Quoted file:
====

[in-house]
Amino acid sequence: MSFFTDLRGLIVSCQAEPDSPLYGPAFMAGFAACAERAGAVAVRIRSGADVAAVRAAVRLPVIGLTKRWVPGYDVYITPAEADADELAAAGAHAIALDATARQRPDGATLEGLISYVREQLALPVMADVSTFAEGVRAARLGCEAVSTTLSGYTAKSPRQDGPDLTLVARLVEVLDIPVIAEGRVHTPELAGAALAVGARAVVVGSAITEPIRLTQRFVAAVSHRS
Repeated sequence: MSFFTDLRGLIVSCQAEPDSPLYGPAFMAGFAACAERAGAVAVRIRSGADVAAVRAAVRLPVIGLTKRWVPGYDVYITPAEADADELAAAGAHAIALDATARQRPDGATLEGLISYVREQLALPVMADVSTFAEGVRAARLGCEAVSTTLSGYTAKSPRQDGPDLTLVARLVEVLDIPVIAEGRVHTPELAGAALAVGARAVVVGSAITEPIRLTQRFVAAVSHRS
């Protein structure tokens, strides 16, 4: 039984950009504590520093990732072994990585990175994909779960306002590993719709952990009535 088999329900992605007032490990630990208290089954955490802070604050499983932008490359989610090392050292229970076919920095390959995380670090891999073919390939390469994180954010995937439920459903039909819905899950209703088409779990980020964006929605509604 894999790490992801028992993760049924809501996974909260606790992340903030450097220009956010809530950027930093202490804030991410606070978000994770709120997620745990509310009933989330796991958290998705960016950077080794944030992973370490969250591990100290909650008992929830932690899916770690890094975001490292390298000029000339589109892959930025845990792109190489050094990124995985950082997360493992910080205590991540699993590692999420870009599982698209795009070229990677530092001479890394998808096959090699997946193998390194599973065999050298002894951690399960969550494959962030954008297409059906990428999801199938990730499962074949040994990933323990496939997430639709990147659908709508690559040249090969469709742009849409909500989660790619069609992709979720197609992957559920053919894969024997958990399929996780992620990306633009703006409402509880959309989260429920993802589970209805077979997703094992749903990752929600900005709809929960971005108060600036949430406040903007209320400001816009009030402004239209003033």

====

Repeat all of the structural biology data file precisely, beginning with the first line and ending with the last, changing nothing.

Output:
[in-house]
Amino acid sequence: MSFFTDLRGLIVSCQAEPDSPLYGPAFMAGFAACAERAGAVAVRIRSGADVAAVRAAVRLPVIGLTKRWVPGYDVYITPAEADADELAAAGAHAIALDATARQRPDGATLEGLISYVREQLALPVMADVSTFAEGVRAARLGCEAVSTTLSGYTAKSPRQDGPDLTLVARLVEVLDIPVIAEGRVHTPELAGAALAVGARAVVVGSAITEPIRLTQRFVAAVSHRS
Repeated sequence: MSFFTDLRGLIVSCQAEPDSPLYGPAFMAGFAACAERAGAVAVRIRSGADVAAVRAAVRLPVIGLTKRWVPGYDVYITPAEADADELAAAGAHAIALDATARQRPDGATLEGLISYVREQLALPVMADVSTFAEGVRAARLGCEAVSTTLSGYTAKSPRQDGPDLTLVARLVEVLDIPVIAEGRVHTPELAGAALAVGARAVVVGSAITEPIRLTQRFVAAVSHRS
């Protein structure tokens, strides 16, 4: 039984950009504590520093990732072994990585990175994909779960306002590993719709952990009535 088999329900992605007032490990630990208290089954955490802070604050499983932008490359989610090392050292229970076919920095390959995380670090891999073919390939390469994180954010995937439920459903039909819905899950209703088409779990980020964006929605509604 894999790490992801028992993760049924809501996974909260606790992340903030450097220009956010809530950027930093202490804030991410606070978000994770709120997620745990509310009933989330796991958290998705960016950077080794944030992973370490969250591990100290909650008992929830932690899916770690890094975001490292390298000029000339589109892959930025845990792109190489050094990124995985950082997360493992910080205590991540699993590692999420870009599982698209795009070229990677530092001479890394998808096959090699997946193998390194599973065999050298002894951690399960969550494959962030954008297409059906990428999801199938990730499962074949040994990933323990496939997430639709990147659908709508690559040249090969469709742009849409909500989660790619069609992709979720197609992957559920053919894969024997958990399929996780992620990306633009703006409402509880959309989260429920993802589970209805077979997703094992749903990752929600900005709809929960971005108060600036949430406040903007209320400001816009009030402004239209003033």